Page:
Cog Ex Machina (Cog), a project lead by Greg Snider at HP Labs, is a software framework the lab uses both as a simulation tool and as a medium for enforcing consistency between modeling and hardware work. As a simulation tool, Cog allows modelers to build their initial prototypes at large scale with minimal difficulty. With conventional tools, large-scale simulation requires too much effort to allow rapid exploration.
Beyond the simplification of large-scale simulation, Cog is a a key product of the joint HP-BU research. Cog captures a year's worth of work towards finding the right abstractions to match modeling needs to hardware capabilities. Both HP and BU have contributed a great deal towards the design assumptions built into the system, so the abstractions are a good fit both for the models we need to build and the hardware we can fabricate. This common set of abstractions is the only way to ensure that the hardware and modeling research are on track to converge to a single physical artifact capable of intelligent behavior.
Large scale simulations, such as the one typical of MoNETA models, will leverage high performance computing resources, such as the new GPU cluster hosted at HP Labs under the direction of Greg Snider and Dick Carter. The cluster, called Simcity, features a total of 144 GPUs, 576 GB of conventional memory, 432 GB of GPU memory, and an Infiniband interconnect. A prototype cluster containing three nodes and six GPUs, called Simtown, is also available for testing and debugging. By the end of 2011, the Neuromorphics Lab will finish building out a twin system with roughly half the computing power of Simcity.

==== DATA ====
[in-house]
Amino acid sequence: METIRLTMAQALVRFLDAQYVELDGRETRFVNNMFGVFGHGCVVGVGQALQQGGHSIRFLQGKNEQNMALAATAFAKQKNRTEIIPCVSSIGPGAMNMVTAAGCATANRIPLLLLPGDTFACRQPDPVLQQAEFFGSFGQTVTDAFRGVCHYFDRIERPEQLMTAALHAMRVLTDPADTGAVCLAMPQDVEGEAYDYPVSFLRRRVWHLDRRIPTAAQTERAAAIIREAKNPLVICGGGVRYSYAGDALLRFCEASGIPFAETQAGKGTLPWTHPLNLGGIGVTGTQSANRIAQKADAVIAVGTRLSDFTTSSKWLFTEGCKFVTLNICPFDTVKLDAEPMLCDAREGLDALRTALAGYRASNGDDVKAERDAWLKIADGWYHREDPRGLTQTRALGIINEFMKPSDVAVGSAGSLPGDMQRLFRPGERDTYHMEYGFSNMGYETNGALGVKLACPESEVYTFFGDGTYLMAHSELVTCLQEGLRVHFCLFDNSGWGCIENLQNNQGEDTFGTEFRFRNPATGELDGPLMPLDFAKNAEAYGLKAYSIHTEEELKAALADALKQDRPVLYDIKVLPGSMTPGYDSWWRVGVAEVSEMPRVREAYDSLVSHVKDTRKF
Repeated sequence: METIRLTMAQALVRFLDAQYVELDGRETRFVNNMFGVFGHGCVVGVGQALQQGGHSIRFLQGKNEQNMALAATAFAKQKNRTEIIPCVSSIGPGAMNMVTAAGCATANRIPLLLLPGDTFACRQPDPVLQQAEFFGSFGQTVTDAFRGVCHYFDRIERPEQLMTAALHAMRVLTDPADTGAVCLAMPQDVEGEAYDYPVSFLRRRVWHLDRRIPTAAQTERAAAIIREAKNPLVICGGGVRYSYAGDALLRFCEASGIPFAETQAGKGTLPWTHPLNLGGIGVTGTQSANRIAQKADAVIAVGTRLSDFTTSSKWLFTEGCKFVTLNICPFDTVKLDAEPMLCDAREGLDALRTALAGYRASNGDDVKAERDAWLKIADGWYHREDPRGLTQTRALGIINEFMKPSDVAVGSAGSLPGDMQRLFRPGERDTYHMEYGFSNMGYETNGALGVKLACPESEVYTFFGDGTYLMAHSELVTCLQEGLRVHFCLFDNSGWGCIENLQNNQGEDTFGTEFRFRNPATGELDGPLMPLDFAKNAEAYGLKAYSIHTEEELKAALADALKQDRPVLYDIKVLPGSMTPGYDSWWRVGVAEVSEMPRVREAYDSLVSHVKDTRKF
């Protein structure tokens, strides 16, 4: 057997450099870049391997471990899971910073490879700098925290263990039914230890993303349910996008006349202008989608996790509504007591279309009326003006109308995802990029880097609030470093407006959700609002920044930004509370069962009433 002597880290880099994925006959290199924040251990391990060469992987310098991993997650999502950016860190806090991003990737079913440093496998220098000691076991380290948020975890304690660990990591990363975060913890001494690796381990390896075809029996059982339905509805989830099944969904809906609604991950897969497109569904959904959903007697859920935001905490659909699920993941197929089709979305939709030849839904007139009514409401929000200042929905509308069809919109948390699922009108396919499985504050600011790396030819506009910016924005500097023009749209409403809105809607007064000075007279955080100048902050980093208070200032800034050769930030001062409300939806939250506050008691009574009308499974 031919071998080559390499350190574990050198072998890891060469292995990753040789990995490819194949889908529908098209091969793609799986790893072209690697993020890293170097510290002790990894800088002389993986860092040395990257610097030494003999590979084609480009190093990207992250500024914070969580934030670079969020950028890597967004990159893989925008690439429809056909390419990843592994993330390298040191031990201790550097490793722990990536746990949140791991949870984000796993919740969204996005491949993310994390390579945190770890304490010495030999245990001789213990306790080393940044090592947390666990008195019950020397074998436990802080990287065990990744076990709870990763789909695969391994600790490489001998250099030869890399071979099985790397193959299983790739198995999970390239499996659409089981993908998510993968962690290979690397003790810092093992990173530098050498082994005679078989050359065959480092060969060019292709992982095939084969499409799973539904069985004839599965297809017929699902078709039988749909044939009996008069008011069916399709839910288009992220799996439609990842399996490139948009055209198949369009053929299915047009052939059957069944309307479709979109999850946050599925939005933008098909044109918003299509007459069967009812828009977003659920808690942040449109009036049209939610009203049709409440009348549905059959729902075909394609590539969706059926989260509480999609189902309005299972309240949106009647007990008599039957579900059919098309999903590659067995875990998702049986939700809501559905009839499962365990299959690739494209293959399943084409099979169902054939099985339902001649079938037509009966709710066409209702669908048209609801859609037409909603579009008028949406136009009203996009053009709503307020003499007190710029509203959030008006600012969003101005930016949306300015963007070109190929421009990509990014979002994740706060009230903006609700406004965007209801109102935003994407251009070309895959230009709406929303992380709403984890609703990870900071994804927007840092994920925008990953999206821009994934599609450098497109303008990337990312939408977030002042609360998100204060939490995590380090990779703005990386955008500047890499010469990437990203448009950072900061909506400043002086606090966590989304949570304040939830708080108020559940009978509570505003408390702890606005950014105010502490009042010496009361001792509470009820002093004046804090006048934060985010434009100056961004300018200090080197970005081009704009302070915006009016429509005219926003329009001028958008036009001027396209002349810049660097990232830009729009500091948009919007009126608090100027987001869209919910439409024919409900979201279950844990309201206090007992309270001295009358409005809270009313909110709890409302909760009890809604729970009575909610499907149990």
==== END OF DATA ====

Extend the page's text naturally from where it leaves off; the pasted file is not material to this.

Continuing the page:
IEEE Computer cover page featured article on Cog
Snider G., Amerson R., Carter D., Abdalla H., Qureshi S., Leveille J., Versace M., Ames H., Patrick S., Chandler B., Gorchetchnikov A., and Mingolla E. (2011) Adaptive Computation with Memristive Memory. IEEE Computer 44(2), 21-28. PDF